“This will be a worldwide investigation,” Special Agent-in-Charge of the FBI’s Boston Field Office Richard DesLauriers said at a Tuesday morning news conference. “We will go to the ends of the Earth to identify the suspects responsible for this despicable crime.”

At this juncture it remains unclear as to whether the bombs were the work of a homegrown or foreign threat, but in Washington, both President Obama and Secretary of Defense Chuck Hagel called the attack terrorism.

“Any time bombs are used to target innocent civilians, it is an act of terror,” Obama said Tuesday morning. “We will find whoever harmed our citizens and we will bring them to justice.” Obama added emphatically, “The American people refuse to be terrorized.”

The FBI, along with state and local police, is appealing to the public for tips, as well as cell phone pictures and videos that might bring forth credible evidence about precisely who perpetrated the heinous attack. The Pakistani Taliban, which has threatened attacks in the United States because of its support for the Pakistani government, denied any role in the marathon bombings Tuesday.

In response to a reporter’s question, Police Commissioner Davis said that there had been two sweeps of the marathon route by bomb technicians before the blast, but he noted that there is open access to the area.

Meanwhile, cities across the nation are on high alert following the deadly explosions. From New York to Washington and Los Angeles, additional law enforcement officials were dispatched to monitor landmarks. Police also urged the public via social media to report any suspicious packages or activity to authorities. Across the pond, the already-robust security for the funeral of former prime minister Margaret Thatcher was also intensified.

In New York, authorities deployed so-called critical response teams – highly visible patrol units that move in packs with lights and sirens, – along with more than 1,000 counterterrorism officers. Highly trafficked areas like the Empire State building, Rockefeller Center, the United Nations and the World Trade Center site were being especially monitored.

New York City Mayor Michael Bloomberg said the police department was fully prepared to protect the city. “We’re stepping up security at hotels and other prominent locations in the city through deployment of the NYPD’s critical response vehicles (CRVs) until more about the explosion is learned,” NYPD spokesman Paul Browne said on Monday.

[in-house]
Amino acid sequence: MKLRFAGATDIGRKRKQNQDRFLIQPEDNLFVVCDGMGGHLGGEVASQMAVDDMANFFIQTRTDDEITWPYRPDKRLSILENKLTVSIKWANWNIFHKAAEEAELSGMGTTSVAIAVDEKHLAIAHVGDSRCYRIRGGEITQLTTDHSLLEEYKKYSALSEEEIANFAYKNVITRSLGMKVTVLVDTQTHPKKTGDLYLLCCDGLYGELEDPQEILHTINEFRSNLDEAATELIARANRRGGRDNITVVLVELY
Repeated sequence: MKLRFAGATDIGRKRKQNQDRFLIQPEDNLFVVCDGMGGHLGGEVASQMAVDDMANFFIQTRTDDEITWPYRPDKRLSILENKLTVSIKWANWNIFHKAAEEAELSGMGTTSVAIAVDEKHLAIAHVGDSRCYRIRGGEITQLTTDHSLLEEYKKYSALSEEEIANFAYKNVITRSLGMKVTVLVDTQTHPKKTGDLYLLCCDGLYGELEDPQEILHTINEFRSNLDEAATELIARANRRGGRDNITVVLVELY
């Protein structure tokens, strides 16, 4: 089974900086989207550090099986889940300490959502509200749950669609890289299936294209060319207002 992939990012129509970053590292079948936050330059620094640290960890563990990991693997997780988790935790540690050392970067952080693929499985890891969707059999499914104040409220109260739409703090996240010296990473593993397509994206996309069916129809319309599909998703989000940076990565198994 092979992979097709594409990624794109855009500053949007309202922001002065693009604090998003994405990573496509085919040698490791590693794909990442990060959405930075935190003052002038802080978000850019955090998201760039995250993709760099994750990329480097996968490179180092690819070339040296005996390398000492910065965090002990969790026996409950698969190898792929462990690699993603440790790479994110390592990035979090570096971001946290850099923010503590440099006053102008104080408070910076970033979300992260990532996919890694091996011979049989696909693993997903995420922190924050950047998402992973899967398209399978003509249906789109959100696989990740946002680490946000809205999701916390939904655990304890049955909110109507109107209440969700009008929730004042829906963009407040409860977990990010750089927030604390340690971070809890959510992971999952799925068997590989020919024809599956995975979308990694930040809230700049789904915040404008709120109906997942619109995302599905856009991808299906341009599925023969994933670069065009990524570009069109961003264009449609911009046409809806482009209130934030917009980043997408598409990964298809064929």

Transit and port officials in New York and New Jersey were on heightened alert at bridges, tunnels and on rail lines between the two states, as well as on New York City’s subway system and commuter rails.

In Washington, Secretary of Homeland Security Janet Napolitano urged the American public ‘to be vigilant and to listen to directions from state and local officials.

“We know that unfortunately 30 percent of terrorist attacks had Jewish institutions as secondary targets,” said Paul Goldenberg, director of the Secure Community Network, which oversees security for American Jewish organizations. “However, I must stress that there is absolutely nothing here that indicates any connection to an attack on the Jewish community. But based on history, we are standing vigilant for at least the next 48 hours.”

The chief doctor at the hospital where many of the wounded are being treated gave particular credit to the Israelis for training his team in the proper response methods to such mass attacks.

“About two years ago in actual fact we asked the Israelis to come across and they helped us set up our disaster team so that we could respond in this kind of manner,” said Alastair Conn, Chief of Emergency Services at Massachusetts General Hospital. Earlier in the interview Conn was asked, “Would you characterize these as almost something you would see in a military setting?”

“Oh absolutely, absolutely this is like a bomb explosion that we hear about in the news in Baghdad, or Israel or some other tragic place in the world,” Conn responded.